Tokyo_Joe wrote:Imagine the worst eikaiwa student you've ever had. Now imagine you have to hang out with them for 8 plus hours a day. And they're your boss.
quato wrote:Tokyo_Joe wrote:Imagine the worst eikaiwa student you've ever had. Now imagine you have to hang out with them for 8 plus hours a day. And they're your boss.
That one is going to give me nightmares! But you don't have to be constantly talking or trying to make them talk while correcting their grammar for the whole 8 hours, do you?
MacGyver wrote:Sorry I'm late to the party as usual, but from my experience of working in eikaiwa, a Japanese co., and now a foreign co., I'd say its all about what you want from life. I'd pick a foreign co. over a J one any day of the week but J companies aren't all bad. If you like your cushy life, then stay where you are. But if you want to do something more, then explore your options. Working in a J company may not be as bad as you think or like you've heard.
PanicInducingGaijin wrote:One piece of advice that I would offer when considering what you (the nonspecific "you," not MacGyver) should do regarding work would be to consider not only the present but the future, as well. What do you want to be doing five or ten years from now, and how does eikaiwa fit into that? If it does fit in, then maybe you're fine. If it doesn't, however, the "cushy life" of eikaiwa might be doing more harm than good, whereas the "unpleasant" job might be giving you valuable experience. YMMV.
Raelene wrote: realise just how cushy life is for many gaijin who are established in Japan/Korea.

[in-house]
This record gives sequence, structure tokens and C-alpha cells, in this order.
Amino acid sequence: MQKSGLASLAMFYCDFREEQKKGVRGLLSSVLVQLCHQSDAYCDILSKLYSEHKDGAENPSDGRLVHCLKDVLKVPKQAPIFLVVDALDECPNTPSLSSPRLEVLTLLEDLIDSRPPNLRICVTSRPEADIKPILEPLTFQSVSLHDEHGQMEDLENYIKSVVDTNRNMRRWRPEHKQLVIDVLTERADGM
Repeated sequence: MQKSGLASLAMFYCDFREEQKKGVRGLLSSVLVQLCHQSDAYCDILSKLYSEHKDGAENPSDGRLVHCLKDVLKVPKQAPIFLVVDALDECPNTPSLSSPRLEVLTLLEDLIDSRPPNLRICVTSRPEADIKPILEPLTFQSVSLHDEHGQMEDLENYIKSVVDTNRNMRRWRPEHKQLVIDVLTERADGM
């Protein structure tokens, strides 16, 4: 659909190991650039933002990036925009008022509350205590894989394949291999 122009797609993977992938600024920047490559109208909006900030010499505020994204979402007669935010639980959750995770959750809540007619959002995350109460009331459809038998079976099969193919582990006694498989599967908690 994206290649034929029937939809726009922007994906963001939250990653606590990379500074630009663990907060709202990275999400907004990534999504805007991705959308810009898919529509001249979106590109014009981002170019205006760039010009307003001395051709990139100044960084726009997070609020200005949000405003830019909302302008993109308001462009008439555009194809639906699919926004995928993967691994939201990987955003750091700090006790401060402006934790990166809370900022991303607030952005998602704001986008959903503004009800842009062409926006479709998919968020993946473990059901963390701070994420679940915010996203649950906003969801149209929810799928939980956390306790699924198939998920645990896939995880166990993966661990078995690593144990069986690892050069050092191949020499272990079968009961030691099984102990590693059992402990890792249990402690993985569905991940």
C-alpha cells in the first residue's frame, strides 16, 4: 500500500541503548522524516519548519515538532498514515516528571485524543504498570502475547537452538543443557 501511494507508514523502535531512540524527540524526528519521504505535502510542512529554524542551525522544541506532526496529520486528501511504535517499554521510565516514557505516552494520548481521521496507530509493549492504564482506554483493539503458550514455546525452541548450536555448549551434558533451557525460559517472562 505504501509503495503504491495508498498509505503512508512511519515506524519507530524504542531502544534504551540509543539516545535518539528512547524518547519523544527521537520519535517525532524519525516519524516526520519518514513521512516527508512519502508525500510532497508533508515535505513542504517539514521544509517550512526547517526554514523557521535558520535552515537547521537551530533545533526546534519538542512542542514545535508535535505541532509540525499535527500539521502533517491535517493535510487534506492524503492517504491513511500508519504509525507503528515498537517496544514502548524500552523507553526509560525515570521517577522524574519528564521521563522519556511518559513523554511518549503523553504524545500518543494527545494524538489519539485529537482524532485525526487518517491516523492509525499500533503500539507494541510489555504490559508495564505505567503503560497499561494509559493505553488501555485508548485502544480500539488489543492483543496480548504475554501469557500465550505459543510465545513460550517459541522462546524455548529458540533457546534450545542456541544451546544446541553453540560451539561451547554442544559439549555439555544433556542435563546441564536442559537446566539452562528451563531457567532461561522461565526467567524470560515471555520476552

sos wrote:The eikaiwa which I worked for closed in 2005. I found a job in at a German company in inaka where I felt a lot of Japanese pressure (conforming). I left that job in the summer of 2008 and work for a famous automobile (foreign) company currently.
It depends on your job but I usually don't leave at 5 pm. There has been times I have been here until midnight. I sometimes come in at 7 am. Because it is near the holiday season, things have settled down but ........
Though it is a foreign company, the Japan branch has very few foreigners. Most of the foreigners are engineers who are in a different part of the company. I work with Japanese people who speak English but---
Sometimes when a Japanese person has been abroad too long, they think the only English which "works" is to be rude and blunt. I have found it hard to keep the "wa" when my senpai talks in the "don't fuck with me" tone. Though she is trying to accomodate by speaking to me English (everyone else speaks to me in Japanese), it is really demoralizing.
Looking through, I am thinking what to do next. My contract is up at the end of January and I am 99% not going to renew. With the recession coming, I am wondering is working in non-eikaiwa better?
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